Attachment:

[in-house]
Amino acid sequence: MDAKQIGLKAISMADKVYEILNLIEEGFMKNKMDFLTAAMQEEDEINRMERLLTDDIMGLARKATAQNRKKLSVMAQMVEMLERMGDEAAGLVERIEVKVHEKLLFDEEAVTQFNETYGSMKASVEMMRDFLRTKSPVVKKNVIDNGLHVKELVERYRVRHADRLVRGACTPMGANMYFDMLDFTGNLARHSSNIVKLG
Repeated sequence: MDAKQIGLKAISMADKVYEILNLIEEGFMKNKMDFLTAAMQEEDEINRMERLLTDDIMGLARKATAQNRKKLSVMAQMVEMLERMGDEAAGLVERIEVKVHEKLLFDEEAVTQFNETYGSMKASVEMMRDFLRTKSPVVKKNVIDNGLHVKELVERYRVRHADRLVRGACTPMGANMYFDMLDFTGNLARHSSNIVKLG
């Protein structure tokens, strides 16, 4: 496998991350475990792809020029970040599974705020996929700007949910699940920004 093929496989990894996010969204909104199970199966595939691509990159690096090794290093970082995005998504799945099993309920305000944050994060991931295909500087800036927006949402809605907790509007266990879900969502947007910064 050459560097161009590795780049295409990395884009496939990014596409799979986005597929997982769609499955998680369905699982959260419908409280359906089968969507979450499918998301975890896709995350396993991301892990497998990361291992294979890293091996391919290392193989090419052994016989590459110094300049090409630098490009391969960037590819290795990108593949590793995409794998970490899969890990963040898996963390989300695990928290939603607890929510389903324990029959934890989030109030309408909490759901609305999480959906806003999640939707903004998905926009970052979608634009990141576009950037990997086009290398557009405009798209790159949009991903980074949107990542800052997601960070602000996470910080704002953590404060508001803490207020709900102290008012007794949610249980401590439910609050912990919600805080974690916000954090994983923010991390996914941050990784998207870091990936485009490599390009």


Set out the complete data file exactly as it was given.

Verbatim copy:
[in-house]
Amino acid sequence: MDAKQIGLKAISMADKVYEILNLIEEGFMKNKMDFLTAAMQEEDEINRMERLLTDDIMGLARKATAQNRKKLSVMAQMVEMLERMGDEAAGLVERIEVKVHEKLLFDEEAVTQFNETYGSMKASVEMMRDFLRTKSPVVKKNVIDNGLHVKELVERYRVRHADRLVRGACTPMGANMYFDMLDFTGNLARHSSNIVKLG
Repeated sequence: MDAKQIGLKAISMADKVYEILNLIEEGFMKNKMDFLTAAMQEEDEINRMERLLTDDIMGLARKATAQNRKKLSVMAQMVEMLERMGDEAAGLVERIEVKVHEKLLFDEEAVTQFNETYGSMKASVEMMRDFLRTKSPVVKKNVIDNGLHVKELVERYRVRHADRLVRGACTPMGANMYFDMLDFTGNLARHSSNIVKLG
């Protein structure tokens, strides 16, 4: 496998991350475990792809020029970040599974705020996929700007949910699940920004 093929496989990894996010969204909104199970199966595939691509990159690096090794290093970082995005998504799945099993309920305000944050994060991931295909500087800036927006949402809605907790509007266990879900969502947007910064 050459560097161009590795780049295409990395884009496939990014596409799979986005597929997982769609499955998680369905699982959260419908409280359906089968969507979450499918998301975890896709995350396993991301892990497998990361291992294979890293091996391919290392193989090419052994016989590459110094300049090409630098490009391969960037590819290795990108593949590793995409794998970490899969890990963040898996963390989300695990928290939603607890929510389903324990029959934890989030109030309408909490759901609305999480959906806003999640939707903004998905926009970052979608634009990141576009950037990997086009290398557009405009798209790159949009991903980074949107990542800052997601960070602000996470910080704002953590404060508001803490207020709900102290008012007794949610249980401590439910609050912990919600805080974690916000954090994983923010991390996914941050990784998207870091990936485009490599390009």